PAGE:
I asked the same question last year about seeding and skinning and got mixed reviews. I still skin and in the process of cutting them, squeeze about 1/2 of the seeds out. I don't spend alot of time digging them all out so invariably, there are seeds in my products. I've never noticed a difference in taste.

I think that's all I have to offer ...

Good luck!
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Old 09-14-2008, 11:23 PM   #7
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How to make and can homemade spaghetti sauce from fresh tomatoes - easy and illustrated!
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Old 09-15-2008, 05:40 AM   #8
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Thanks JM. I think I'll at least skin them and give them a squeeze. I'm going to use my stick blender anyway, so any seeds should be pureed. The towel in the bottom of the pot is a great tip.

That's one of the links I saved mcnerd. All that info and they don't even give you an idea on how many jars you'll need.... just 20 lbs of tomatoes.

Hopefully a tomato canner will pop in and let me know. I'd like to pick up my supplies today.
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Old 09-15-2008, 06:48 AM   #9
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Found it! I'll post this for anyone else that doesn't know.
If you have 10 lbs of tomatoes that you are making into sauce, you will need 4-pint jars...... That seems like a lot of work for just 4 jars of sauce. And in my case I would have to buy the tomatoes. This idea of canning may need re-evaluated. I was thinking it would be nothing to whip up a couple dozen jars of sauce. Now that I know how many tomatoes I would have to buy.... hmmm....
I may need to start a garden next year.
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Old 09-15-2008, 07:08 AM   #10
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http://www.discusscooking.com/forums...etc-24464.html

this is the method I still use, am canning this sauce today....let me know if you have any questions..
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Old 09-15-2008, 07:11 AM   #11
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Quote:
Originally Posted by pacanis View Post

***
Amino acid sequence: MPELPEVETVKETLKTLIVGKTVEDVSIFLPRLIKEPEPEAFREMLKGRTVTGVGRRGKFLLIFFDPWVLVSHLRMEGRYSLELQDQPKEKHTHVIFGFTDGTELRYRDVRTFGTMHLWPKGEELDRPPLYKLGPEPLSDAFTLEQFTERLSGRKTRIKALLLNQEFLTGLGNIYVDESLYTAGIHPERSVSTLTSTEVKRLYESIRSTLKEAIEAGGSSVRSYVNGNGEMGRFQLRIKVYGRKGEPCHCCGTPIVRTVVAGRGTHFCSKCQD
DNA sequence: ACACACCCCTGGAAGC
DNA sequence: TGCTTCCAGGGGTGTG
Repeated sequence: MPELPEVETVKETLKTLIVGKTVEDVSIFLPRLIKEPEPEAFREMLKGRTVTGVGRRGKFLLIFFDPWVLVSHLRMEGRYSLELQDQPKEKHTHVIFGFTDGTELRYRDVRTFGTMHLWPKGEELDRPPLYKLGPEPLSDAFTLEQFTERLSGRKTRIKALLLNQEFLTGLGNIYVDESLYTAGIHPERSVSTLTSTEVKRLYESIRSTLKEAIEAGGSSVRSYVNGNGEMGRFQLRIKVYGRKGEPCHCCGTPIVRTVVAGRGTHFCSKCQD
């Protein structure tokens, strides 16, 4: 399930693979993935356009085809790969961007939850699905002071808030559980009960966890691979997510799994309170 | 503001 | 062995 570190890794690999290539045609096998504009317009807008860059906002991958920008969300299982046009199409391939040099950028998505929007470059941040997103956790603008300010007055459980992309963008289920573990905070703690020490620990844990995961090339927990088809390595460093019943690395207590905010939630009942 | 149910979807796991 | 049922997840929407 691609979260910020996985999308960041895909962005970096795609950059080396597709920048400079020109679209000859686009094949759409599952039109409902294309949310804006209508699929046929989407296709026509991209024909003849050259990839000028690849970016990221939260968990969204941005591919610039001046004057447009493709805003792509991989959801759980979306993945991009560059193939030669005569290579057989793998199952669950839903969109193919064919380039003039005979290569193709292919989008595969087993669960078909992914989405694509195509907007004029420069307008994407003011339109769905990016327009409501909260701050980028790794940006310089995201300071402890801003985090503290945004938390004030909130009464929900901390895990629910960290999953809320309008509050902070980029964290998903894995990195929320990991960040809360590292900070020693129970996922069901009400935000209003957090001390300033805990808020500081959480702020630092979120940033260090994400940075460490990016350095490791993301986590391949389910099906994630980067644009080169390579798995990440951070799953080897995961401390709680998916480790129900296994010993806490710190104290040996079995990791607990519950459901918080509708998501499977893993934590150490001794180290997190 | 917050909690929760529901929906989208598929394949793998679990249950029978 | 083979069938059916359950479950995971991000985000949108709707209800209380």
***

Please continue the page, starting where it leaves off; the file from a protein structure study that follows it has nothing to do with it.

This idea of canning may need re-evaluated. I was thinking it would be nothing to whip up a couple dozen jars of sauce. Now that I know how many tomatoes I would have to buy.... hmmm....
I may need to start a garden next year.

nothing to whip up a couple dozen jars of sauce?

I only planted 15 tomato plants this year, because I only needed to can sauce. The first canning session yielded 4 pints, the next, 4 quarts. I am out of pizza sauce so I will can what tomatoes I have. Yep, it sure is a lot of work for so little yield, but canning sauce is like that..
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Old 09-15-2008, 09:35 AM   #12
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Thanks Beth.

It looks like you can just the tomatoes, then turn it into whatever you want later, BBQ sauce, spaghetti sauce.... Neat idea.
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Old 09-15-2008, 12:29 PM   #13
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Quote:
Originally Posted by pacanis View Post
Thanks Beth.

It looks like you can just the tomatoes, then turn it into whatever you want later, BBQ sauce, spaghetti sauce.... Neat idea.
I can several different tomato products and understand my techniques can be confusing....

Today i am canning pizza sauce, I follow the recipe for pizza sauce from the Ball book, but I use my own technique of producing the tomato puree. Same with BBQ sauce. I make the finished product but modify the process. By far, the most tomato product I make is tomato juice. i add various vegetables to that, like a V-8 juice and pressure can the juice. It all goes through the blender though. The only thing I make that is not buzzed to death is chili sauce, I stop at the chunk stage in the blender.
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Old 09-15-2008, 12:33 PM   #14
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Well I just stopped at Wally World on my way back from someplace and it looked like Ike went through their canning section. Not a jar, book, kit, lid to be found. Just some spices for pickles..... and they were mostly gone, too.

I think what I'll do is perfect a homemade sauce this year so it will be worth canning twenty jars of it. And get a garden going next year.
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Old 09-15-2008, 12:36 PM   #15
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this is a little late in the canning season to be buying supplies. I stocked up on lids about one month ago and had to go to three places to find any, I was really starting to get nervous.. Wally World was my first stop and nada there.


Good plan for next year!
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Old 09-18-2008, 05:19 PM   #16
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Sorry I haven't been on since I posted that recipe. We used a variation of that recipe.